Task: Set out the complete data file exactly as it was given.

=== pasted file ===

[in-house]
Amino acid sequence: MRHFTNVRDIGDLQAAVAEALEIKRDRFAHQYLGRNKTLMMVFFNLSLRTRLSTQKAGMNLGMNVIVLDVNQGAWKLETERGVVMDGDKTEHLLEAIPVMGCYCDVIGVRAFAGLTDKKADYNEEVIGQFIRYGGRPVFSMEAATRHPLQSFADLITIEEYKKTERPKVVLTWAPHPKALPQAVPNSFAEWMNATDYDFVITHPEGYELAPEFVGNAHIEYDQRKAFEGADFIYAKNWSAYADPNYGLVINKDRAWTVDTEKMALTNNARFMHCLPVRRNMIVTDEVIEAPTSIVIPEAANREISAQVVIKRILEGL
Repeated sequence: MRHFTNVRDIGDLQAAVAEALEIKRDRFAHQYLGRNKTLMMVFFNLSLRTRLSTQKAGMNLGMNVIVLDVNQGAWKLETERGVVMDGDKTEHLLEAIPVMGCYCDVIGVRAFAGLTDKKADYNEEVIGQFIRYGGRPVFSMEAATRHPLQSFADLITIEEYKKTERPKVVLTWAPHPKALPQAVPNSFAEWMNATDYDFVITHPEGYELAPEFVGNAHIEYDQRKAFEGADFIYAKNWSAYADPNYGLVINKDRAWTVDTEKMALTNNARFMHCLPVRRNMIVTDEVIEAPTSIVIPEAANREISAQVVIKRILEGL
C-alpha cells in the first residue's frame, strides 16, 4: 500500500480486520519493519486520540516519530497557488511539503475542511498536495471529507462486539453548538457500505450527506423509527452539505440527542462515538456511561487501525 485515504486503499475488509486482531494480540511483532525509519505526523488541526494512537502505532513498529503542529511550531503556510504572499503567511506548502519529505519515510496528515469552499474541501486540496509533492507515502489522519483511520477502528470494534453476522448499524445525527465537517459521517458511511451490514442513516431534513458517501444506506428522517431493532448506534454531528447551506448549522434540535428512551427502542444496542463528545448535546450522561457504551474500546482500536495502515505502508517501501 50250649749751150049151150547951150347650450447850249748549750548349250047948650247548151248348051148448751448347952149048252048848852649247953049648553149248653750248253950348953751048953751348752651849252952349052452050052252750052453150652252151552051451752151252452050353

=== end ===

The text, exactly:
[in-house]
Amino acid sequence: MRHFTNVRDIGDLQAAVAEALEIKRDRFAHQYLGRNKTLMMVFFNLSLRTRLSTQKAGMNLGMNVIVLDVNQGAWKLETERGVVMDGDKTEHLLEAIPVMGCYCDVIGVRAFAGLTDKKADYNEEVIGQFIRYGGRPVFSMEAATRHPLQSFADLITIEEYKKTERPKVVLTWAPHPKALPQAVPNSFAEWMNATDYDFVITHPEGYELAPEFVGNAHIEYDQRKAFEGADFIYAKNWSAYADPNYGLVINKDRAWTVDTEKMALTNNARFMHCLPVRRNMIVTDEVIEAPTSIVIPEAANREISAQVVIKRILEGL
Repeated sequence: MRHFTNVRDIGDLQAAVAEALEIKRDRFAHQYLGRNKTLMMVFFNLSLRTRLSTQKAGMNLGMNVIVLDVNQGAWKLETERGVVMDGDKTEHLLEAIPVMGCYCDVIGVRAFAGLTDKKADYNEEVIGQFIRYGGRPVFSMEAATRHPLQSFADLITIEEYKKTERPKVVLTWAPHPKALPQAVPNSFAEWMNATDYDFVITHPEGYELAPEFVGNAHIEYDQRKAFEGADFIYAKNWSAYADPNYGLVINKDRAWTVDTEKMALTNNARFMHCLPVRRNMIVTDEVIEAPTSIVIPEAANREISAQVVIKRILEGL
C-alpha cells in the first residue's frame, strides 16, 4: 500500500480486520519493519486520540516519530497557488511539503475542511498536495471529507462486539453548538457500505450527506423509527452539505440527542462515538456511561487501525 485515504486503499475488509486482531494480540511483532525509519505526523488541526494512537502505532513498529503542529511550531503556510504572499503567511506548502519529505519515510496528515469552499474541501486540496509533492507515502489522519483511520477502528470494534453476522448499524445525527465537517459521517458511511451490514442513516431534513458517501444506506428522517431493532448506534454531528447551506448549522434540535428512551427502542444496542463528545448535546450522561457504551474500546482500536495502515505502508517501501 50250649749751150049151150547951150347650450447850249748549750548349250047948650247548151248348051148448751448347952149048252048848852649247953049648553149248653750248253950348953751048953751348752651849252952349052452050052252750052453150652252151552051451752151252452050353